The performer argues that YT//ST necessarily engages its audiences in a critical reading of the music scene the collective operates within.
“By critiquing us, you’re inadvertently critiquing the entire indie scene.”
Whatever your stance on the political motivations of the collective, for a group that began as a large scale theatrical performance art project – perhaps lubricated by a 2012 shortlisting for the Polaris Music Prize that brought them international attention – YT//ST has come to offer a concert experience of undeniable allure. While the group’s sound is often fragile, sweet, and atmospheric, also present is a brooding energy that builds up to an incendiary fever pitch. At the group’s Guelph performance, this was realized when, late in the set, the audience erupted into a bouncy mosh pit that even saw audience members crowd surfing throughout the eBar.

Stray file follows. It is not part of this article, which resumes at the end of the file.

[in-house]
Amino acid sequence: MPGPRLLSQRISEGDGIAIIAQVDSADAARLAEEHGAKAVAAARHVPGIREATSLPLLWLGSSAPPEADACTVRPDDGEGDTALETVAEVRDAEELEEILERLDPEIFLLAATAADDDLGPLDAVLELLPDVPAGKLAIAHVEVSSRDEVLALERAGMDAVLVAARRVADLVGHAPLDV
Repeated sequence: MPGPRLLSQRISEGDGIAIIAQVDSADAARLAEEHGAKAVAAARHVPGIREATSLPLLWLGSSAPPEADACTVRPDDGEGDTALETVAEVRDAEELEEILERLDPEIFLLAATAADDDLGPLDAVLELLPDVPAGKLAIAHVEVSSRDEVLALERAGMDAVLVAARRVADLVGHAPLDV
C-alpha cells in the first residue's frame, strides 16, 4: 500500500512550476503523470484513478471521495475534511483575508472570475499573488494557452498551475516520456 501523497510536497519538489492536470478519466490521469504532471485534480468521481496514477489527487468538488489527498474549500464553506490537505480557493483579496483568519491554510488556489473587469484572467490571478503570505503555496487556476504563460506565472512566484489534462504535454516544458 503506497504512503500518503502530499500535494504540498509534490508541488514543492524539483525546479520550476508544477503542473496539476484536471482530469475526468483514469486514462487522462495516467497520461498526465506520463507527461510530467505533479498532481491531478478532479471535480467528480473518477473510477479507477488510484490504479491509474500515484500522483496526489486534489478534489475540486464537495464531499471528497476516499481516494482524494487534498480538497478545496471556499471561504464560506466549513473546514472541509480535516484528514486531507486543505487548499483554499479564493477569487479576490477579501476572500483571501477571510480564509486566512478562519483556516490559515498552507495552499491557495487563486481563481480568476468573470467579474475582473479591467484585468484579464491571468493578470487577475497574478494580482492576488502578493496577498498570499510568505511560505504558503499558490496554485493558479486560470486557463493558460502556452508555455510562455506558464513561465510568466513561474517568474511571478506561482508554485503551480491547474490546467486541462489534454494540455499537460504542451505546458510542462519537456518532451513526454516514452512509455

Loft indulged the enthusiastic audience by joining them in the pit when the group dove into an encore performance of “A Star Over Pureland,” returning only at the end of the track to deliver a booming chant.
If you feel YT//ST’s already impressive dossier doesn’t leave much room to grow, the group is also currently absorbed in the process of putting together a side-scrolling video game (a play on YT//ST’s initials, it’ll be called Your Task // Shoot Things) scored with an original soundtrack from the collective.
“It’s like a full-on little rock opera with a narrative that you play through,” said B.